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November 27, 1908



The Donor's Name Is Not Known to
One of the Hundreds of Hungry
Ones, But They Wish
Him Well.

Plenty of turkey with all of its harmonious accompaniments attracted nearly 1,000 boys and girls to Convention hall yesterday afternoon from 1 o'clock on until everybody who came was fed. More than 1,100 places had been set, but they were not all filled, showing that charity provided for some on Thanksgiving day who were able to provide for themselves.

Not only did the poor children dine, but a committee of 100 from the Associated Charities and the United Hebrew Charities sat down with them and ate the same dinner.

Some of the hungry urchins came in early and after eating their allotted meal came back again to make a secondary attack on the things to eat.

Two of the inevitable "stalwart policemen" were at the front door, and whenever any of the unfed came up, they were challenged thus:

"Had your dinner, boys (or girls, as the case happened to be)?"

"Unh-unh," was the invariable answer, with the accent on the first syllable of the negative, and the youngsters would skip gleeful over the sawdust to the tables where the waiters from the Sexton waited on them just as they do the guests of the hotel. To cap the verisimilitude, an orchestra played as the viands disappeared.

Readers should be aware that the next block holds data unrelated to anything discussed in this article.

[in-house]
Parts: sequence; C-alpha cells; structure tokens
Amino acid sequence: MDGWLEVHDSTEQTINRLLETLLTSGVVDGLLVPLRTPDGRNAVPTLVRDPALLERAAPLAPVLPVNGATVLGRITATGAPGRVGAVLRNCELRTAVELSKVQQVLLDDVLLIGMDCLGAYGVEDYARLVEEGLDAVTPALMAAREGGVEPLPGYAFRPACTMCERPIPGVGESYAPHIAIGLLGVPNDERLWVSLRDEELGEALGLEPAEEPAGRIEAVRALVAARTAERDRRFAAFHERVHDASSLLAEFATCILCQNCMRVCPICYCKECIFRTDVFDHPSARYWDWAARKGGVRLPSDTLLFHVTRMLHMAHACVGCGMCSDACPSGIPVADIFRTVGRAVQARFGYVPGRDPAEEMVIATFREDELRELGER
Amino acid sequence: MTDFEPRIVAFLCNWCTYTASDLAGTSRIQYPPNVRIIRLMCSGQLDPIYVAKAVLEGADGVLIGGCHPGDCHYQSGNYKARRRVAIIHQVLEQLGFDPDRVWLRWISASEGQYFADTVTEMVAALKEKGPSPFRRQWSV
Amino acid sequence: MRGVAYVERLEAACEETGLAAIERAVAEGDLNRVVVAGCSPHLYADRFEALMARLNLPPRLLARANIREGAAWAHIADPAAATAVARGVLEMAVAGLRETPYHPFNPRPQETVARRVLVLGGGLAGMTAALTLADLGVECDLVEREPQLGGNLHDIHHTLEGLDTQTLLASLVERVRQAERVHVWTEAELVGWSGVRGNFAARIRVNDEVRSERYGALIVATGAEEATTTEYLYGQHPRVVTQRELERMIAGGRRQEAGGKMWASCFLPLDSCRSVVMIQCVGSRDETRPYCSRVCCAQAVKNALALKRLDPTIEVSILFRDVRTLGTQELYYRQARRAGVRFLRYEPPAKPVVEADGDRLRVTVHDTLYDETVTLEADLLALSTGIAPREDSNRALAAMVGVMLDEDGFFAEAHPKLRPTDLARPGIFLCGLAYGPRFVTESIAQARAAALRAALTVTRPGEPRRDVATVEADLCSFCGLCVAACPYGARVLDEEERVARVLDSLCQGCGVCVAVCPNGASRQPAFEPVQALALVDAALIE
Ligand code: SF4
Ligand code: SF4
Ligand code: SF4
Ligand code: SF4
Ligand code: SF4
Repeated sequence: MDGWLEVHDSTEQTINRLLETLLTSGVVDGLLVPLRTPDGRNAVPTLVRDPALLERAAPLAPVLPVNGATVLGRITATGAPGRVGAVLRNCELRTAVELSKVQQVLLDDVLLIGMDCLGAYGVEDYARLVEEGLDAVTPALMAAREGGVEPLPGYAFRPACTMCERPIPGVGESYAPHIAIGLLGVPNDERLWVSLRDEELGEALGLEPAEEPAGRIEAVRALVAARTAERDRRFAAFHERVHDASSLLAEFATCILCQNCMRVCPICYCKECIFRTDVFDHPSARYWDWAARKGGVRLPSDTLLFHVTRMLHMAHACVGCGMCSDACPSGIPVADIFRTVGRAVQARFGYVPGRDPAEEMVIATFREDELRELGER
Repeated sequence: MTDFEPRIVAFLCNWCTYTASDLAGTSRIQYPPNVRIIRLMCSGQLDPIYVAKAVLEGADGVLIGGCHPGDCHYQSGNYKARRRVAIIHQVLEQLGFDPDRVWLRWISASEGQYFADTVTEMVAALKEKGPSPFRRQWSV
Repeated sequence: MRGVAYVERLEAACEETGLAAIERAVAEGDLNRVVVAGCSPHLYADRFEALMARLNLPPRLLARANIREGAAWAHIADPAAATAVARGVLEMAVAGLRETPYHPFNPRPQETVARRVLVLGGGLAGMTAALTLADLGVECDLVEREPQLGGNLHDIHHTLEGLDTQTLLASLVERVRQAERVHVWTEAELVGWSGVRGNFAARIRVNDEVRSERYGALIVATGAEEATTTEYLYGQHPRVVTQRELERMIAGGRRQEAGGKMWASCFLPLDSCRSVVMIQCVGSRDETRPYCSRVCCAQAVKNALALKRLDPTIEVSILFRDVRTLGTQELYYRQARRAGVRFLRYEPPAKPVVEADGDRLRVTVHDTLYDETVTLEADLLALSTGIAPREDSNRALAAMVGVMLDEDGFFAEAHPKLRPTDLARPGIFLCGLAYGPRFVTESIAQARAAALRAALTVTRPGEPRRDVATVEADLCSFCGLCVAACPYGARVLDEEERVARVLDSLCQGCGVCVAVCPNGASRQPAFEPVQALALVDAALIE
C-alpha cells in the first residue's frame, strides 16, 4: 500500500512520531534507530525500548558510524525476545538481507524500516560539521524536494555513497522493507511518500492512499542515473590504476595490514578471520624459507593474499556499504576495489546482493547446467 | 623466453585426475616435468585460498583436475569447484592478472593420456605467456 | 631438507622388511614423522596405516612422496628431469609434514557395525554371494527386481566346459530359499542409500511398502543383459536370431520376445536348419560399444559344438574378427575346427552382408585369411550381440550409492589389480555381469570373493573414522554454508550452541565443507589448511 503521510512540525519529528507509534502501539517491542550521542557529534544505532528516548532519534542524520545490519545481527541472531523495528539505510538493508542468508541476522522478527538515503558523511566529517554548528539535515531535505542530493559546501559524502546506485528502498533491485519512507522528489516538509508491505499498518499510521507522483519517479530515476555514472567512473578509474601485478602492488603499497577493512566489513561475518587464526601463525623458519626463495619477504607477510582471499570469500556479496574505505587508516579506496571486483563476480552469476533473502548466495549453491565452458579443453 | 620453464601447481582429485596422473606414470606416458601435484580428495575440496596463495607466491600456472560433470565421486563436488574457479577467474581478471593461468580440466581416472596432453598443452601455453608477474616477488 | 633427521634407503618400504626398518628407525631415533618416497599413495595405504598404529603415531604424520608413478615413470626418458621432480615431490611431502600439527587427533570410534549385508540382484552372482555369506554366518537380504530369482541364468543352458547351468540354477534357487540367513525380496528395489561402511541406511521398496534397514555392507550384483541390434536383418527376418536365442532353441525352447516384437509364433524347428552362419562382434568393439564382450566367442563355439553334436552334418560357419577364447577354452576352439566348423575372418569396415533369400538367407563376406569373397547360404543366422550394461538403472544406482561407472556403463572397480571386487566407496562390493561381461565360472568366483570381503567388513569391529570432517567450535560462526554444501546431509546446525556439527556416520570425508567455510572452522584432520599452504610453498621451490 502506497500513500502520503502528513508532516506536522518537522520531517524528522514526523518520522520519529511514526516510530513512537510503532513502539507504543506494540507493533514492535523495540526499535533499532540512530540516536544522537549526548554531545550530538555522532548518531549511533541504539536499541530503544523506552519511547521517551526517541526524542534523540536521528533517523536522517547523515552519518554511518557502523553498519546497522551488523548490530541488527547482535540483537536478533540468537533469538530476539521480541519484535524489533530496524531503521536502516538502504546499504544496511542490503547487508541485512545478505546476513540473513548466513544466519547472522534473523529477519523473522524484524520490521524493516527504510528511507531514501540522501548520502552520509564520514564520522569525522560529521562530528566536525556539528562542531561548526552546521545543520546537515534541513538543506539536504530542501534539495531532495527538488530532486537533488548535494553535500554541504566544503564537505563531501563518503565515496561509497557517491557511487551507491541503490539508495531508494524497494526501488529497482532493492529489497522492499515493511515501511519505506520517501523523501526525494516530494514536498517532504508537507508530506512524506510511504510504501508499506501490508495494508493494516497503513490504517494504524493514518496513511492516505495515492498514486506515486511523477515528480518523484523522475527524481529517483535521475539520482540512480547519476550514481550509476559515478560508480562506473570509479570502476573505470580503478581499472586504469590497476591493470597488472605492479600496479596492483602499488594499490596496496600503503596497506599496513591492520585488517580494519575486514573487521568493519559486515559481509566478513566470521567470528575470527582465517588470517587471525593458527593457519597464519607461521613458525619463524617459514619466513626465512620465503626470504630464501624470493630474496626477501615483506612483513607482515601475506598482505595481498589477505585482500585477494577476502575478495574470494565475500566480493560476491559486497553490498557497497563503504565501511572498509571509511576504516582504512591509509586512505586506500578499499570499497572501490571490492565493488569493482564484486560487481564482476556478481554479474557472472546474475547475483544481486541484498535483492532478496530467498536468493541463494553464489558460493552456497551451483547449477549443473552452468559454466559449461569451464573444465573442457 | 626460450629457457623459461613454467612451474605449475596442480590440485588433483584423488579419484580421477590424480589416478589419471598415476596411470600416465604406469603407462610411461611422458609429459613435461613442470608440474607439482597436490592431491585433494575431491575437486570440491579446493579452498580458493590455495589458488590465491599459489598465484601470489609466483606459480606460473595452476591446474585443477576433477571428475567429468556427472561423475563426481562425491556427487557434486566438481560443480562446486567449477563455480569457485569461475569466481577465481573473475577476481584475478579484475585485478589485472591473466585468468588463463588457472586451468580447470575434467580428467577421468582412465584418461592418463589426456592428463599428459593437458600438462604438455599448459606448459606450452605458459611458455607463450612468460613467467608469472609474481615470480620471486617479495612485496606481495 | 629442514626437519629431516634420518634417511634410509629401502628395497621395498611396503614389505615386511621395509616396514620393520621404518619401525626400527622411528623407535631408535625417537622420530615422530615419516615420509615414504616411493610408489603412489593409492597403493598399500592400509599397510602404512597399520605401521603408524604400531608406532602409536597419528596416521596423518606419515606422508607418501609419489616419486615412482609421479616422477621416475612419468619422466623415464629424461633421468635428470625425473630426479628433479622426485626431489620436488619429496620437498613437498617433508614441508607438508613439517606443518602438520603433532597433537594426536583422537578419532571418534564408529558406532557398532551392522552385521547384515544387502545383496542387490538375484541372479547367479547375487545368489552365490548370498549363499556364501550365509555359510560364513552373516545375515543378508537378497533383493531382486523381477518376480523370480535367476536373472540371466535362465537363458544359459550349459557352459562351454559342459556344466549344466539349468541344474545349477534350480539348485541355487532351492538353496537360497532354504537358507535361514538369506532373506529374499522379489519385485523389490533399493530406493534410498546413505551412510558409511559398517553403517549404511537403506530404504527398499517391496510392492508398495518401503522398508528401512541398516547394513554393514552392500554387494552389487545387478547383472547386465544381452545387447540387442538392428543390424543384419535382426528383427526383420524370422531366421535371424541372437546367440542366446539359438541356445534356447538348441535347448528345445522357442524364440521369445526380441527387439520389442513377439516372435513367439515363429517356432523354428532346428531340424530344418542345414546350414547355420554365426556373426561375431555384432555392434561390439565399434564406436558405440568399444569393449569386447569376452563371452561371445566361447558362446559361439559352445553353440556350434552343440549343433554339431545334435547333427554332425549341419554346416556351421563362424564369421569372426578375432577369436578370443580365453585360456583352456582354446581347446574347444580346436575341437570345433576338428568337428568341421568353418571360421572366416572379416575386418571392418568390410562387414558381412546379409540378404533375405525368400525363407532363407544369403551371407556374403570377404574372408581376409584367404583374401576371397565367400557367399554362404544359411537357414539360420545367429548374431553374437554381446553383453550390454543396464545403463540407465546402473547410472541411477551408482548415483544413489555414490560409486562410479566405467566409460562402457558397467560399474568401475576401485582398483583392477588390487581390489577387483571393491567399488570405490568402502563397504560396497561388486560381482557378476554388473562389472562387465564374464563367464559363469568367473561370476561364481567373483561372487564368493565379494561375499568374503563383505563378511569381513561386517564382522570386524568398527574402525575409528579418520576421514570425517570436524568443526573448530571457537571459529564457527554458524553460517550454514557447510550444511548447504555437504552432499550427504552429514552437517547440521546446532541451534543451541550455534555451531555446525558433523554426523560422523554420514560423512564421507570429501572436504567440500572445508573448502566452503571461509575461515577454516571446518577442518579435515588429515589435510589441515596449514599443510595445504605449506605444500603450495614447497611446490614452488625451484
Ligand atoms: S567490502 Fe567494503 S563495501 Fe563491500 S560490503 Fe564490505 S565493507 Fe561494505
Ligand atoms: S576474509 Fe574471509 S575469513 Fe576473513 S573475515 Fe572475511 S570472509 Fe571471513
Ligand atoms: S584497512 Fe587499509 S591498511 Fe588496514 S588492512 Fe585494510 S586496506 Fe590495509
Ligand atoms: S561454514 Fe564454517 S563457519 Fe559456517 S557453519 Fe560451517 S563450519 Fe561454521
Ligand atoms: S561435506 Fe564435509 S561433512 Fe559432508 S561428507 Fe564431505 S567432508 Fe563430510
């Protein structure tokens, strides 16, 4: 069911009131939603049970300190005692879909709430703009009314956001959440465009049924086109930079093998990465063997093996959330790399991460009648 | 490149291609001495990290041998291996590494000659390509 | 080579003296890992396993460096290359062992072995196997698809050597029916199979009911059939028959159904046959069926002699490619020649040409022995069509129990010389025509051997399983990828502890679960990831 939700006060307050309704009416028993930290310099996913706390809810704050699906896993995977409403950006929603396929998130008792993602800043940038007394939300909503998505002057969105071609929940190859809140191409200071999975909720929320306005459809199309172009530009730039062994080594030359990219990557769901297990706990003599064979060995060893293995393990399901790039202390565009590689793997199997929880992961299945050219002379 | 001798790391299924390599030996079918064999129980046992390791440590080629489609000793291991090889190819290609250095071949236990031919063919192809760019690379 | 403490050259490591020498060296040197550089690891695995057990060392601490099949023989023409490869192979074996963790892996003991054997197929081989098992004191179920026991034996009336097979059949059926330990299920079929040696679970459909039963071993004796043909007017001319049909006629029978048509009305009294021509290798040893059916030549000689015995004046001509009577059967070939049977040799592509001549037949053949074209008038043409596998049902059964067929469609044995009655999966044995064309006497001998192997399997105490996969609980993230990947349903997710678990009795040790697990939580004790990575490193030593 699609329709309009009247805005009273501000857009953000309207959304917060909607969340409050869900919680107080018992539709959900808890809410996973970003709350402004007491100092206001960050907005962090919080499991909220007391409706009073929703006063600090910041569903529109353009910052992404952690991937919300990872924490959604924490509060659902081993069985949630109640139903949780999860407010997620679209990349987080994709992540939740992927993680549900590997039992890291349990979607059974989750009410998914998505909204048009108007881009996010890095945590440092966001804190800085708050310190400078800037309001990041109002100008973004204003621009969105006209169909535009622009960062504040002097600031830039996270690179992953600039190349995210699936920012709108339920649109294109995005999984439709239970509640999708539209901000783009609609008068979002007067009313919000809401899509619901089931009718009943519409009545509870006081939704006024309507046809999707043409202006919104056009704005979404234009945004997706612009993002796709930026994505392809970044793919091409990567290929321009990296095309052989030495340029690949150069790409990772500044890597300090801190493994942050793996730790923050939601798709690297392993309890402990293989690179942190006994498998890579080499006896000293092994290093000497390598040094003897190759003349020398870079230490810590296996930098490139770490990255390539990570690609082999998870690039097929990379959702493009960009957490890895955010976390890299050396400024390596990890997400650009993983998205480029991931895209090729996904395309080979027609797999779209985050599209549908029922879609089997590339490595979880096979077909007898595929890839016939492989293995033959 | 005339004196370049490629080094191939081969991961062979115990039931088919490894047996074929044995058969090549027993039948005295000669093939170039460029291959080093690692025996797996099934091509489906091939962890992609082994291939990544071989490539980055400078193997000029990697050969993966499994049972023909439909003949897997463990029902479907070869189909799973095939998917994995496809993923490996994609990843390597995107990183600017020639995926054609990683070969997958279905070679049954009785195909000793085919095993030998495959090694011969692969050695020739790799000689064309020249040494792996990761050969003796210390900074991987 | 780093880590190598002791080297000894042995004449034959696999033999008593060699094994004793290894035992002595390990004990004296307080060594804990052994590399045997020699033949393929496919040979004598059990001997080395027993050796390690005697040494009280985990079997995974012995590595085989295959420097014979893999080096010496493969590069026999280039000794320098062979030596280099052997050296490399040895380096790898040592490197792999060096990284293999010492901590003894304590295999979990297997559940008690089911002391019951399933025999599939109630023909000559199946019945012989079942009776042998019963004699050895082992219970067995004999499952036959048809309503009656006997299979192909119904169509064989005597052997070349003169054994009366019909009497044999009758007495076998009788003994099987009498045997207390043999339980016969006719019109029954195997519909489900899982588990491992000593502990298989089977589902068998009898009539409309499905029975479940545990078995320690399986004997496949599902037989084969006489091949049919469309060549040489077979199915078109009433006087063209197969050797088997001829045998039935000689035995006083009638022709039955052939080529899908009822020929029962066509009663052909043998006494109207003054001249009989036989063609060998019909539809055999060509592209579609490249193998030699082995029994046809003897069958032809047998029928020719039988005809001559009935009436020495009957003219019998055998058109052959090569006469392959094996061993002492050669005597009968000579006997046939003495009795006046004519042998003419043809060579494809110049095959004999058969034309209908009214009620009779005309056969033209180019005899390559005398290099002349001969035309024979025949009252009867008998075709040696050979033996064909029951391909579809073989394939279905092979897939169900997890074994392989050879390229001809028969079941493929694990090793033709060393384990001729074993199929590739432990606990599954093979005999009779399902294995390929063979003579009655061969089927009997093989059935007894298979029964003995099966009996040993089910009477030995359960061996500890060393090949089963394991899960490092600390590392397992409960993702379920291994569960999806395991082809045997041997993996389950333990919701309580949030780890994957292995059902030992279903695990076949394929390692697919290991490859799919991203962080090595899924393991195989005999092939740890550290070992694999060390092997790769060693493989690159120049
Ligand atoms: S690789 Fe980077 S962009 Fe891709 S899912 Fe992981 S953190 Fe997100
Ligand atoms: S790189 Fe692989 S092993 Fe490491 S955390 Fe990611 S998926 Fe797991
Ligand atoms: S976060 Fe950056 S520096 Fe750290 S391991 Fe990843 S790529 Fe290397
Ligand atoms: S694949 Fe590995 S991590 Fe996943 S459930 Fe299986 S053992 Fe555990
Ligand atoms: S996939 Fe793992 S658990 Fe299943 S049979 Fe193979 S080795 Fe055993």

The dinner was provided by a man who formerly lived in Kansas City, and who was, perhaps, once a poor boy, hungry on Thanksgiving day. He now lives in New York city, and it is at his earnest request that the papers have not mentioned his name in connection with the dinner.

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November 27, 1908


If There Was, It Wasn't the Fault
of Givers of Dinners.

Amid the general rejoicing and feeling of goodfellowship incident to a perfect Thanksgiving day, the less fortunate inhabitants of the city were not forgotten. At every charitable institution in the city a dinner was provided for the inmates. The Salvation Army, Franklin institute, Union mission and other organizations of like character fed hundreds of poor persons, and sent many baskets of provisions to deserving families who were unable to attend the dinners.

The Union mission, at Eighteenth and McGee streets, provided a dinner and fed over 400 persons. Special invitations had been sent out and persons from Rosedale, Argentine, Kansas City, Kas., and country districts attended the dinner. Everything in the way of eatables was provided, and if any person in Kansas City went without a Thanksgiving dinner yesterday it was not because of a lack of opportunity.

"It was certainly good to see those poor persons eat," said the Rev. Mrs. Rose Cockriel, the pastor of the mission. "Those who came to the dinner ranged in age from 7 weeks to 33 years, and they all appeared to enjoy themselves. Six little boys, the oldest one 10 years of age, walked in from beyond the Blue river. We gave them their dinner and a basket of provisions to take to their home."

At the Old Folks and Orphans' home the day was celebrated with an old-fashioned dinner, turkey, cranberry sauce, pumpkin pies and everything that should be eaten on that day. At the Perry Orphan Boys' home 130 boys partook of the good things that had been provided for them.